New therapies for joint disease are presently driven by needs in both human and veterinary medicine, but funds for research and development are often predicated on reaching the high profit human market. As veterinarians, our broad training in medicine makes us ideal partners to the Research and Development Community but are we prepared to protect our own interests and integrity in this fast paced, high stakes game?
Dr. Hurtig, DVM, DACVS, is a Professor in the Department of Clinical Studies at the Ontario Veterinary College and Director of the Canadian Arthritis Network Preclinical Resource Laboratory. On Friday, October 21, he will present two case studies that exemplify the risks and opportunities for veterinarians developing a career in Translational Medicine.
Cargel, a thermogelling polymer for cartilage repair, was a great success for Montreal-based researchers allied with Biosyntech Canada Ltd. until financial woes during pivotal human clinical trials drove the company into receivership. Though Cargel was approved and is presently sold for arthroscopic repair of chondral defects by Smith & Nephew, a series of legal events and business transactions resulted in foreign ownership of the intellectual property and the researchers losing their stake. Even the best trained scientists often lack the business skills to protect their own interests and, so collaboration with a trustworthy business and/or legal group is crucial when developing new intellectual property.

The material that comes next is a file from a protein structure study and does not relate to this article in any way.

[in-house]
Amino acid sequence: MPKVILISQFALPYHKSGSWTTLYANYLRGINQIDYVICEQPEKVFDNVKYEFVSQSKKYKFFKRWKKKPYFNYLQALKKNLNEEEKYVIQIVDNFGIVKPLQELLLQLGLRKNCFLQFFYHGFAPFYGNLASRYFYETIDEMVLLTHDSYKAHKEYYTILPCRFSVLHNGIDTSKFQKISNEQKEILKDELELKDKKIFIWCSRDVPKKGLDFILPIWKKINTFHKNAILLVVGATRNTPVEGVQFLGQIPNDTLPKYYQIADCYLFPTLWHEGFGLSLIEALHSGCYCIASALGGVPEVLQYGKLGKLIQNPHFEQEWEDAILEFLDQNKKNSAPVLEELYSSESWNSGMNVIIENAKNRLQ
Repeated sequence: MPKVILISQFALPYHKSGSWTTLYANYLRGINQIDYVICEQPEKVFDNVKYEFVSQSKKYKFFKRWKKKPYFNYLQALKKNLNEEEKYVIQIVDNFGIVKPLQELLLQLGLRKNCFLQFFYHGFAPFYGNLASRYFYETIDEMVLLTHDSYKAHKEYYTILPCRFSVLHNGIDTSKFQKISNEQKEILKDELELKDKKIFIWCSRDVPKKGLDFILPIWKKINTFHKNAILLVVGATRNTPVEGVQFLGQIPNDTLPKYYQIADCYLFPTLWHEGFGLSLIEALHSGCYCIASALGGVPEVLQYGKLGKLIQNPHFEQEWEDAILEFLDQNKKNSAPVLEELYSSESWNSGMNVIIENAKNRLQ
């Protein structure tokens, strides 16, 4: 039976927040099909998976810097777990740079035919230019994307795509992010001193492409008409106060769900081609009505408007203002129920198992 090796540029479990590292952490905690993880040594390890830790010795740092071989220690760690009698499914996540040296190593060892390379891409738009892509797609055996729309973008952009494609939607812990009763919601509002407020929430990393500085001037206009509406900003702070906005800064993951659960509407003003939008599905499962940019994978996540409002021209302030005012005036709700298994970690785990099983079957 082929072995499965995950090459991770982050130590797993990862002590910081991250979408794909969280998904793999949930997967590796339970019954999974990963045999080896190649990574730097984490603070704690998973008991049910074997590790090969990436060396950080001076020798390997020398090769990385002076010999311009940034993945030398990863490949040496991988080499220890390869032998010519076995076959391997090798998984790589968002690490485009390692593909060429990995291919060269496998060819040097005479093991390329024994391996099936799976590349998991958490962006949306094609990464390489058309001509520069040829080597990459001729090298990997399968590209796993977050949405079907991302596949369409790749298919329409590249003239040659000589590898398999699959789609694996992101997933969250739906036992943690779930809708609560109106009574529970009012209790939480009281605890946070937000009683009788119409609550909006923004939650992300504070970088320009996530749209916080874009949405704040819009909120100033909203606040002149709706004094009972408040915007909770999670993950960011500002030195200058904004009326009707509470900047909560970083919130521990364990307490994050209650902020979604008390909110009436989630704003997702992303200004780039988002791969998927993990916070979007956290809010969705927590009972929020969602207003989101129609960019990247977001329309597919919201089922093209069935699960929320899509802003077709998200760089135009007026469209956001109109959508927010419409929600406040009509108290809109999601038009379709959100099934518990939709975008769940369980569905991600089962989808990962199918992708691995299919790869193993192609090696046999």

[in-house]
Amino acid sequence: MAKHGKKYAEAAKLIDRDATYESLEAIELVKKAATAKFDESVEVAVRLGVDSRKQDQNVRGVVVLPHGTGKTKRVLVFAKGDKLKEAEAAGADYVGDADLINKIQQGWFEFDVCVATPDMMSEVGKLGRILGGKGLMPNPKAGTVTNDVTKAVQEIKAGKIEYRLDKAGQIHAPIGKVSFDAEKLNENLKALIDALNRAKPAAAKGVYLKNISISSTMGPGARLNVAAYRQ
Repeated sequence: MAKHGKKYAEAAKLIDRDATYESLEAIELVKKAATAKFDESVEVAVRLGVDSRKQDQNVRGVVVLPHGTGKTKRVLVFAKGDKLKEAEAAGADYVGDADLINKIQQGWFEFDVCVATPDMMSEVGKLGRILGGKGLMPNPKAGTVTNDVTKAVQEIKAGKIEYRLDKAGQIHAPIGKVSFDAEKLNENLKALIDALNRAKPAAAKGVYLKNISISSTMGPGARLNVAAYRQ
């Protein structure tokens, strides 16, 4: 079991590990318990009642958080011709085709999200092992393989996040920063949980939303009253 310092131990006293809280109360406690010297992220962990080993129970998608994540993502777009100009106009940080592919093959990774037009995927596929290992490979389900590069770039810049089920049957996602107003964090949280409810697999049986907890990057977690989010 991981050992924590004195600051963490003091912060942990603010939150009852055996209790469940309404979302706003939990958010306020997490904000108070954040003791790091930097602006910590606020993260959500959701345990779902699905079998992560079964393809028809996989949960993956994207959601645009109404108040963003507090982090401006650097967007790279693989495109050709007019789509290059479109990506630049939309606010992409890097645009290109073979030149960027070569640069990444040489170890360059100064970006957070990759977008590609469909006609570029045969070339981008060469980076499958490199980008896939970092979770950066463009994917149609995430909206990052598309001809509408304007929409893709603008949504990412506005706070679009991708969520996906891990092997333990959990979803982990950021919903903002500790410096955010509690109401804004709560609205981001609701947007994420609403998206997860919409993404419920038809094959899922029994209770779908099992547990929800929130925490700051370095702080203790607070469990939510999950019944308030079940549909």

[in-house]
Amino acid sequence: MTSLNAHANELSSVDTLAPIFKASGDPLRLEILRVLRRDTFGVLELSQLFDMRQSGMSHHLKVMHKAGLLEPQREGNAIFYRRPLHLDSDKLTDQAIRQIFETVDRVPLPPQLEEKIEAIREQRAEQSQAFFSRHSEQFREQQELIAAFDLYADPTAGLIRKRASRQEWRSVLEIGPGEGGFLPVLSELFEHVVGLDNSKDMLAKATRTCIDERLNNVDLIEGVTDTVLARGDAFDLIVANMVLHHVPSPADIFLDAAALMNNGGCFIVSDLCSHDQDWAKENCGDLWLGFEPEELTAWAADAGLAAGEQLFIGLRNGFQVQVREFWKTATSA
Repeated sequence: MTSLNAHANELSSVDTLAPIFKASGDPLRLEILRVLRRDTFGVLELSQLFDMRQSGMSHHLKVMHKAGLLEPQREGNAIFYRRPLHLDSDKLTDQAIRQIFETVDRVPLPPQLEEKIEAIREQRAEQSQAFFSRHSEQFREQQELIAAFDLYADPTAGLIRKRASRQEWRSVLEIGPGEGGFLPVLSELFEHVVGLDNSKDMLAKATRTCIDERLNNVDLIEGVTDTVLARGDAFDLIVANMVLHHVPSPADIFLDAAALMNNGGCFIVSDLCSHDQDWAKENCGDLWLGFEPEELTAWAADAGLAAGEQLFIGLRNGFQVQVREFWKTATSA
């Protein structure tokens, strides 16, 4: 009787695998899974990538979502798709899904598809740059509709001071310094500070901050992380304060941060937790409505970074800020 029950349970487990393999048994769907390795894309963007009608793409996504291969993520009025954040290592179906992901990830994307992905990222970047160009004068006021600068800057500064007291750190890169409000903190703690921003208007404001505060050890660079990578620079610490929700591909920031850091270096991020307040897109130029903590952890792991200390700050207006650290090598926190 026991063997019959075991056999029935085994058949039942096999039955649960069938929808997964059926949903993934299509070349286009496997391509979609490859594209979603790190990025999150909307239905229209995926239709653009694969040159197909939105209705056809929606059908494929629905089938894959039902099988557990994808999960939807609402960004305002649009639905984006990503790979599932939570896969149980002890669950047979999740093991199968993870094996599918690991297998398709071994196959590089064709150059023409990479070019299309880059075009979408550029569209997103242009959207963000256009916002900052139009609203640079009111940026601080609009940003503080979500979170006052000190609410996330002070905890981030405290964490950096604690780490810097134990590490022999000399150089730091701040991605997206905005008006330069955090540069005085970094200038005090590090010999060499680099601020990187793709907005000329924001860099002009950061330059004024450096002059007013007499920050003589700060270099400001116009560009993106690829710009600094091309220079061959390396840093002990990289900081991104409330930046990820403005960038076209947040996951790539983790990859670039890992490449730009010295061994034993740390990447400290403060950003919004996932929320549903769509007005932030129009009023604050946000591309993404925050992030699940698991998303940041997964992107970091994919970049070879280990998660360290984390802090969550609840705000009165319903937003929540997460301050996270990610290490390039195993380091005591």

The second case study Dr. Hurtig will discuss will be sustained release formulations of drugs that offer tremendous hope for infectious and chronic diseases. This study describes the potential for sustained release formulations to solve drug delivery challenges in veterinary and human medicine.
Dr. Hurtig is the director of a Strategic Research Resource Laboratory at the University of Guelph in Canada originally funded by the Canadian Arthritis Network that focuses on animal models and translational studies to facilitate regulatory approval of new therapies for clinical use. His background in large animal surgery and equine musculoskeletal injury has led to industrial and academic collaborations on osteoarthritis mechanisms, disease modifying therapies, and cartilage repair strategies.
Dr. Hurtig was the primary investigator for two human knee injury research studies centred in Toronto that study factors driving knee OA progression after injury and patient-specific optimization of arthroscopic microfracture—a technique used for cartilage repair. His work includes collaborations in tissue engineering, regenerative medicine including cell-based therapies, computer-assisted surgery, intra-articular delivery of drug and biologics as well as imaging.